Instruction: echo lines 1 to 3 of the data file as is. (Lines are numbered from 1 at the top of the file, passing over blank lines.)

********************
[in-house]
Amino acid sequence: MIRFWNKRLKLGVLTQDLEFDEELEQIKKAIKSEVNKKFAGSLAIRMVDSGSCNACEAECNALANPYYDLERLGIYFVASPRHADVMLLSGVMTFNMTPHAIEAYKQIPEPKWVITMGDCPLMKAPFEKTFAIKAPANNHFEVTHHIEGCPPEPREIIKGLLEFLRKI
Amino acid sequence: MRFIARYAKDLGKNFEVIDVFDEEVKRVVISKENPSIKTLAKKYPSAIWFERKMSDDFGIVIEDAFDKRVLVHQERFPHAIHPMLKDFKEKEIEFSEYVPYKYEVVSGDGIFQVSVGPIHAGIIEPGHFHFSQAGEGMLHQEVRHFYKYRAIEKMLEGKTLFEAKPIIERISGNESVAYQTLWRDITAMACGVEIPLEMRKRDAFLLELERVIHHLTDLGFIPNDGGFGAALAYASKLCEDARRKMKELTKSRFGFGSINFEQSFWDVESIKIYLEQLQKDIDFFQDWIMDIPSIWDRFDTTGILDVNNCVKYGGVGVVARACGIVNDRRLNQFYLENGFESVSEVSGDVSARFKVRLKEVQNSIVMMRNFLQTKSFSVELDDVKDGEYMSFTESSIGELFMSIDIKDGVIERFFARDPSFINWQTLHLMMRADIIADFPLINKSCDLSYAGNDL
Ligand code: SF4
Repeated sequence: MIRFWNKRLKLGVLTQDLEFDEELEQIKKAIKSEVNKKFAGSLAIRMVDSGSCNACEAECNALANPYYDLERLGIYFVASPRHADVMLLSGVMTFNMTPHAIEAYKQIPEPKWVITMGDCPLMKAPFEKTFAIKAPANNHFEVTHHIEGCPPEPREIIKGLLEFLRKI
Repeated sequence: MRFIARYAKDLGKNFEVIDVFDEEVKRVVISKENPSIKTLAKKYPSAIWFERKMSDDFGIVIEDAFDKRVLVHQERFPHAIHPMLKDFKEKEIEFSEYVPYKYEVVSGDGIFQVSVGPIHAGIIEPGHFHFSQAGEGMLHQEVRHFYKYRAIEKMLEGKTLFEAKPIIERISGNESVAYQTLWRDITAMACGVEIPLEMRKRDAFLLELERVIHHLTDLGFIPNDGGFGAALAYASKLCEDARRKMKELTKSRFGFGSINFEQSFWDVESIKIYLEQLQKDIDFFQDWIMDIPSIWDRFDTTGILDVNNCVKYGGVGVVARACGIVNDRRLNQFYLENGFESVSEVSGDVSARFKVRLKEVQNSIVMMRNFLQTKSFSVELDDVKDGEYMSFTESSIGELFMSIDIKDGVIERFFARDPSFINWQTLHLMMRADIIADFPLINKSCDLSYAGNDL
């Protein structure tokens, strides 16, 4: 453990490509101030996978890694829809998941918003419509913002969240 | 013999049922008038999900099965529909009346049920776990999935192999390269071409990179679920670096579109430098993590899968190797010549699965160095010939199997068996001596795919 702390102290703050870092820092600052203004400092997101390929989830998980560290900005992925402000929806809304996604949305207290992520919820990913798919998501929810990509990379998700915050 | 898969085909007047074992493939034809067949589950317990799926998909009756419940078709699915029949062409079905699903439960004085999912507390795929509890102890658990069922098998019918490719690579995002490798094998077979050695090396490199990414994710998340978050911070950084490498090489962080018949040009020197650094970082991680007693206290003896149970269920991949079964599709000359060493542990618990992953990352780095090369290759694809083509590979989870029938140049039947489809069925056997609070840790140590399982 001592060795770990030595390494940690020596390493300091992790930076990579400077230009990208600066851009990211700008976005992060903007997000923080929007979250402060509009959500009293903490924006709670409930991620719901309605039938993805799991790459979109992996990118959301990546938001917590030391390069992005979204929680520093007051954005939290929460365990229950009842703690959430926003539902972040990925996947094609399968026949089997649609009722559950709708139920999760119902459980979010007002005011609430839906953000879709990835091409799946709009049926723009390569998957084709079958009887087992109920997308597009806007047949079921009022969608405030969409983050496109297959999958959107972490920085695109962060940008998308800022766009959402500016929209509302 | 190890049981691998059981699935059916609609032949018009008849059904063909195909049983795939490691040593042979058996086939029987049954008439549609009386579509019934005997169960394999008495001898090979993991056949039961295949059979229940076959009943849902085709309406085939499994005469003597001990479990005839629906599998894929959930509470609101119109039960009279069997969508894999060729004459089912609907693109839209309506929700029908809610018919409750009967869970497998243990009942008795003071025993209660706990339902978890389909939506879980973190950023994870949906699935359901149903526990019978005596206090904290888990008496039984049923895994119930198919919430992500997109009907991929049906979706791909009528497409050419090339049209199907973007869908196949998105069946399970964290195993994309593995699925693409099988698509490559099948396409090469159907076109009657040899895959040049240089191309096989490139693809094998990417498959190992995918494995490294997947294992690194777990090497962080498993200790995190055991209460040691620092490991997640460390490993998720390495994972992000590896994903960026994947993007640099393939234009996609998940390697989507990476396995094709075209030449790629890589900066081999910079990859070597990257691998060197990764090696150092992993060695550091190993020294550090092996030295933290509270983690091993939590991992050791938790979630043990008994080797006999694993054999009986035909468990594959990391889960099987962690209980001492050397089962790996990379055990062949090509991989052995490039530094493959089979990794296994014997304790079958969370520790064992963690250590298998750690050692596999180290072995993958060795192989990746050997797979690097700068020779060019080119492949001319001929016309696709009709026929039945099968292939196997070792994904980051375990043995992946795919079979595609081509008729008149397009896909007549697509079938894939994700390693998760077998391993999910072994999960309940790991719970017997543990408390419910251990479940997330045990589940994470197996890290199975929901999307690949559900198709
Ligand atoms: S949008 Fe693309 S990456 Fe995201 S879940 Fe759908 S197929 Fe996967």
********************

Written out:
[in-house]
Amino acid sequence: MIRFWNKRLKLGVLTQDLEFDEELEQIKKAIKSEVNKKFAGSLAIRMVDSGSCNACEAECNALANPYYDLERLGIYFVASPRHADVMLLSGVMTFNMTPHAIEAYKQIPEPKWVITMGDCPLMKAPFEKTFAIKAPANNHFEVTHHIEGCPPEPREIIKGLLEFLRKI
Amino acid sequence: MRFIARYAKDLGKNFEVIDVFDEEVKRVVISKENPSIKTLAKKYPSAIWFERKMSDDFGIVIEDAFDKRVLVHQERFPHAIHPMLKDFKEKEIEFSEYVPYKYEVVSGDGIFQVSVGPIHAGIIEPGHFHFSQAGEGMLHQEVRHFYKYRAIEKMLEGKTLFEAKPIIERISGNESVAYQTLWRDITAMACGVEIPLEMRKRDAFLLELERVIHHLTDLGFIPNDGGFGAALAYASKLCEDARRKMKELTKSRFGFGSINFEQSFWDVESIKIYLEQLQKDIDFFQDWIMDIPSIWDRFDTTGILDVNNCVKYGGVGVVARACGIVNDRRLNQFYLENGFESVSEVSGDVSARFKVRLKEVQNSIVMMRNFLQTKSFSVELDDVKDGEYMSFTESSIGELFMSIDIKDGVIERFFARDPSFINWQTLHLMMRADIIADFPLINKSCDLSYAGNDL